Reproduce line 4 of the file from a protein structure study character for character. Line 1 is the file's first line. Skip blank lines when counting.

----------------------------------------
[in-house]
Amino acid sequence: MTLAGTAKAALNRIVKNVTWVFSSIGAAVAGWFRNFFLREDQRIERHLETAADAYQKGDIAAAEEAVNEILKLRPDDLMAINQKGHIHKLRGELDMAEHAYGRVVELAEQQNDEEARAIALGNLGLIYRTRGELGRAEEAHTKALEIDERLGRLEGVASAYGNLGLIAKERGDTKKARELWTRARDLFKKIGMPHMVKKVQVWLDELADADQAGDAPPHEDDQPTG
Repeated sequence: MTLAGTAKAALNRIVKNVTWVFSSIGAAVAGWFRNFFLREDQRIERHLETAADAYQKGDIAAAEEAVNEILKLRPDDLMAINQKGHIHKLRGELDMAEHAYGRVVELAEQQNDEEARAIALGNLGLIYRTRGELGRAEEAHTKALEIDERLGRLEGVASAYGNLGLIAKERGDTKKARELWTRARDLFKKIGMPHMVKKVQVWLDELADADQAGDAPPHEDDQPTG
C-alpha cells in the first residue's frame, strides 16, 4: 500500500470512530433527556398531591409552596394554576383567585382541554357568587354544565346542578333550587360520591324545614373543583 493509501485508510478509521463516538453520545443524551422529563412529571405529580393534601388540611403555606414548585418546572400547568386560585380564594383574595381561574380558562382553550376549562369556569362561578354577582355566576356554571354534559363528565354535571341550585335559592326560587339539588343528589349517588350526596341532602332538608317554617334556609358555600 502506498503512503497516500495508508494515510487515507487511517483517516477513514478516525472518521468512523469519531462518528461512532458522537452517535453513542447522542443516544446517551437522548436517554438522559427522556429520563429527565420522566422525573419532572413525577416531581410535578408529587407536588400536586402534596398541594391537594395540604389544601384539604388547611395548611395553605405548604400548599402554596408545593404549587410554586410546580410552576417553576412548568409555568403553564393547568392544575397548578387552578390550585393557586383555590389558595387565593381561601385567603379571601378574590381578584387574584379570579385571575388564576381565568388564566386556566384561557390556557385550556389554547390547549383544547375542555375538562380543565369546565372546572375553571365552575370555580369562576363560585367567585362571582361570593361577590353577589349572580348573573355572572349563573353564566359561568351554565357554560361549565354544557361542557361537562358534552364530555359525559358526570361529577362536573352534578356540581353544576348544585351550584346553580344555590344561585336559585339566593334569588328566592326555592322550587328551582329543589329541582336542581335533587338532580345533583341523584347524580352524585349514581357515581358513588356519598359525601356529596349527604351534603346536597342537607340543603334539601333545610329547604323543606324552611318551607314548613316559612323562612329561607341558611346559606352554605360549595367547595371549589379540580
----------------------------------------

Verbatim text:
C-alpha cells in the first residue's frame, strides 16, 4: 500500500470512530433527556398531591409552596394554576383567585382541554357568587354544565346542578333550587360520591324545614373543583 493509501485508510478509521463516538453520545443524551422529563412529571405529580393534601388540611403555606414548585418546572400547568386560585380564594383574595381561574380558562382553550376549562369556569362561578354577582355566576356554571354534559363528565354535571341550585335559592326560587339539588343528589349517588350526596341532602332538608317554617334556609358555600 502506498503512503497516500495508508494515510487515507487511517483517516477513514478516525472518521468512523469519531462518528461512532458522537452517535453513542447522542443516544446517551437522548436517554438522559427522556429520563429527565420522566422525573419532572413525577416531581410535578408529587407536588400536586402534596398541594391537594395540604389544601384539604388547611395548611395553605405548604400548599402554596408545593404549587410554586410546580410552576417553576412548568409555568403553564393547568392544575397548578387552578390550585393557586383555590389558595387565593381561601385567603379571601378574590381578584387574584379570579385571575388564576381565568388564566386556566384561557390556557385550556389554547390547549383544547375542555375538562380543565369546565372546572375553571365552575370555580369562576363560585367567585362571582361570593361577590353577589349572580348573573355572572349563573353564566359561568351554565357554560361549565354544557361542557361537562358534552364530555359525559358526570361529577362536573352534578356540581353544576348544585351550584346553580344555590344561585336559585339566593334569588328566592326555592322550587328551582329543589329541582336542581335533587338532580345533583341523584347524580352524585349514581357515581358513588356519598359525601356529596349527604351534603346536597342537607340543603334539601333545610329547604323543606324552611318551607314548613316559612323562612329561607341558611346559606352554605360549595367547595371549589379540580